Credit...From left: Nico Vascellari, “Dream Merda,” courtesy of Fendi; Courtesy of Formafantasma, photo by Luisa Zanzani

Left: “A neon installation by the artist Nico Vascellari in the entrance of my home, a very old house in the center of Rome that once belonged to my grandmother Adele. Nico is my daughter Delfina Delettrez’s partner and shares my strange sense of humor, which you see in his cheeky anagrams like this one, called “Dream Merda.” When I come home at night, the hall is always illuminated bright red, which makes me feel as though I’ve entered another dimension.”

Right: “This cork vase is from a 2012 collaboration we did with the Amsterdam-based studio Formafantasma. It incorporates pig and cow bladders — the designers make use of waste from the food industry. It’s poetic but also primitive and strong, which is very Fendi.”

Credit...From left: Insectmania brooch, courtesy of Delfina Delettrez; Photo by Karl Lagerfeld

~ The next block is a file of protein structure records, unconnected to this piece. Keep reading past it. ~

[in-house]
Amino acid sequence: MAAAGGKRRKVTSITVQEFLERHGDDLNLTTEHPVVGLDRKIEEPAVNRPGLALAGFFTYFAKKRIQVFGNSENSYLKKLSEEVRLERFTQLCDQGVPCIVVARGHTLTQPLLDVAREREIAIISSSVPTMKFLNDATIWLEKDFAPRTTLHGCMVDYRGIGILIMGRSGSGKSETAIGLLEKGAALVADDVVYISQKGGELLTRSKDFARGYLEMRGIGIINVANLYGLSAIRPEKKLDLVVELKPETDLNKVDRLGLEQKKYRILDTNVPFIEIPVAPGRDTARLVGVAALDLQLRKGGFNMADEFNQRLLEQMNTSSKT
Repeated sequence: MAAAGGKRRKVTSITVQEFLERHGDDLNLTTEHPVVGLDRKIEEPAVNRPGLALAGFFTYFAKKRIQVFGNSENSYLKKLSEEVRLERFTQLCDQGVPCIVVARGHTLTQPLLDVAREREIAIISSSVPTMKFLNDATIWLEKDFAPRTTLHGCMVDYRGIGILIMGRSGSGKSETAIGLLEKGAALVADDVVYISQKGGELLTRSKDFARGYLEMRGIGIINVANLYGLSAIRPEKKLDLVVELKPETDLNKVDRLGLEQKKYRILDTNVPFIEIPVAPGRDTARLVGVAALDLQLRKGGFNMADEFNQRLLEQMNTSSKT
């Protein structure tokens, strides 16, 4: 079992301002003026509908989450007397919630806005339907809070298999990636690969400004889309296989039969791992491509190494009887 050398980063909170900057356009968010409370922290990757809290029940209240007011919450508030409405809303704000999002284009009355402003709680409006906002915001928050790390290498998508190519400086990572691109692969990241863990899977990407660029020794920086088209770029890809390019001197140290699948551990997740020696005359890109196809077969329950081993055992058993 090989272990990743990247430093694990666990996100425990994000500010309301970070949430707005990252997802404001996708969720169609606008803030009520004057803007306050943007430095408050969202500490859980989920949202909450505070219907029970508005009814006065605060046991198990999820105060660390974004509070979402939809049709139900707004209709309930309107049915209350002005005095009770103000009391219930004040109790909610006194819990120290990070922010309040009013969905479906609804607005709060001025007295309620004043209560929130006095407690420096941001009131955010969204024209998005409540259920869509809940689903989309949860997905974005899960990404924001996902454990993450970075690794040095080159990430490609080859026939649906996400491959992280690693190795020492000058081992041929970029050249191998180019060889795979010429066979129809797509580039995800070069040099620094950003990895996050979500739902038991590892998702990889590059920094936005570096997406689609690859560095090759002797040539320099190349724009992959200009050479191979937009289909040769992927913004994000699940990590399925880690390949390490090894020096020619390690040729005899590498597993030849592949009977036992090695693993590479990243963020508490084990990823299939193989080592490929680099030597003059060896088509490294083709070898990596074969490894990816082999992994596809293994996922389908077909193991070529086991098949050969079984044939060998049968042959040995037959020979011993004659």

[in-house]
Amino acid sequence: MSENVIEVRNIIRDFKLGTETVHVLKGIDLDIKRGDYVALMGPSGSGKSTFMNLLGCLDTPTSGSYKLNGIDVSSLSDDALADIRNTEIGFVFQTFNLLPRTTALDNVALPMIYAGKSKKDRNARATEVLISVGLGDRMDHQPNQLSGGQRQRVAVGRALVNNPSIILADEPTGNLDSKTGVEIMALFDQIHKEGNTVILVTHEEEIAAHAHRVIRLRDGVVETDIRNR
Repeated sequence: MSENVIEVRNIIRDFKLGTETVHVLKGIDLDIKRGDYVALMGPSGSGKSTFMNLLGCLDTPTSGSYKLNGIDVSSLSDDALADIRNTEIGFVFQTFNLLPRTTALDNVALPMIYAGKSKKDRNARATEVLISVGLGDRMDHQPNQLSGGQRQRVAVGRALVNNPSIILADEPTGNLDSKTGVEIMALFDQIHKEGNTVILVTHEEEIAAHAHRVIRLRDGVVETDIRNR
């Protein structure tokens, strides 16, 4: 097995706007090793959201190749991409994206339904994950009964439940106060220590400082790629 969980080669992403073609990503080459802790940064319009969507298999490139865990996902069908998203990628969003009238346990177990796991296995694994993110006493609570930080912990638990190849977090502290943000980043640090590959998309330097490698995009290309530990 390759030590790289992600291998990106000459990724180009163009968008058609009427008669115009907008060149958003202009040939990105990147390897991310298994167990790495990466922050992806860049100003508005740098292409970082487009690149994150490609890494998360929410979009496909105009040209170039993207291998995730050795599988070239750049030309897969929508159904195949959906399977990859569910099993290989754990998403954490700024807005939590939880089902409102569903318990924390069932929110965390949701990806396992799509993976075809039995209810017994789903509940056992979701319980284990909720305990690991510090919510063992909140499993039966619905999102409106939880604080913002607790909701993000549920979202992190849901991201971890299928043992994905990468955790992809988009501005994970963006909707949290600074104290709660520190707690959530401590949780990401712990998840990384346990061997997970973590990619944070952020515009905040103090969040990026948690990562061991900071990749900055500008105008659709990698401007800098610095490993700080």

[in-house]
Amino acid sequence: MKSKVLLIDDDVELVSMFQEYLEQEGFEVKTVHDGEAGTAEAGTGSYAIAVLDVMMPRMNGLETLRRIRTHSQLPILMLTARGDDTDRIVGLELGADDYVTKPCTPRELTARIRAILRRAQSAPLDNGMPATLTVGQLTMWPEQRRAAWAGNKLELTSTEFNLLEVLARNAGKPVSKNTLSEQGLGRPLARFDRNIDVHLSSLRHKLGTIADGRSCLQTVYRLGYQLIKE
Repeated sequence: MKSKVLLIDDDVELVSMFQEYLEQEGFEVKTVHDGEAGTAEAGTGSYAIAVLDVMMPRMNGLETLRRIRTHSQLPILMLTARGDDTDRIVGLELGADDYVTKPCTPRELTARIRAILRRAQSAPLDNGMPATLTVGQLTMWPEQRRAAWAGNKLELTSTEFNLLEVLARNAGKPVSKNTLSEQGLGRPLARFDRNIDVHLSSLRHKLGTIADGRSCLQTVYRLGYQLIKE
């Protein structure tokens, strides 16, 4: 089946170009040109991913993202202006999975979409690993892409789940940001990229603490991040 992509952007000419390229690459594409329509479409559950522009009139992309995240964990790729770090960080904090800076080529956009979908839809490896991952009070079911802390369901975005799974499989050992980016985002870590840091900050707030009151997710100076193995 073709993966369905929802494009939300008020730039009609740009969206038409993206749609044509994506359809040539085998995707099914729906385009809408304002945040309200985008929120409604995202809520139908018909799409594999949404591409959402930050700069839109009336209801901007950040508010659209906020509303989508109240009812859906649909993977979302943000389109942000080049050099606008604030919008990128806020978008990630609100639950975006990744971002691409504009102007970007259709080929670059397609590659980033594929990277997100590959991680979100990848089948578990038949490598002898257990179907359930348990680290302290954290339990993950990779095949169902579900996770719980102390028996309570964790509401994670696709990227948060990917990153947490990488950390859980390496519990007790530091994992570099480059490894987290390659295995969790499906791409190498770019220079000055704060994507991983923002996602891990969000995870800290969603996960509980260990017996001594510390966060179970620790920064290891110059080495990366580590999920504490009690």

Left: “I wear this oversize prasiolite and pearl brooch by my daughter Delfina, who’s a jewelry designer, all the time. Though I’m partial, I think she’s so imaginative. The brilliance of the piece is that it’s totally flexible, so it moves whenever you move, almost like an actual beetle. Even its little legs come alive. I like to dress like a nun, but when I pin it on a simple black shirt, it becomes the conversation of the evening.”

Right: “Here is the entire Fendi family in 1989 at a traditional Roman trattoria. Obviously, there are a lot of us — you can see my mother, my aunts, my sisters. I’m in the back, on the right, with Delfina on my lap. We have big lunches and dinners like this all the time, so we can talk about work ideas in an informal way. There’s nothing more Italian than sitting around a table eating pasta.”

Credit...Courtesy of Fendi (2)

Left: “My spring 2019 show drew on anagrams — ‘Fendi’ became ‘Fiend’ and ‘Roma’ became ‘Amor’ — alchemical symbols and the dual realms of hell and paradise. It was also about elevating street wear. This white guayabera shirt looks like a simple cotton, but it’s actually a fantastic suede, while the intarsia of colorful stripes is made of leather. I like things that appear a certain way but are entirely different when you touch them. Like little magic tricks.”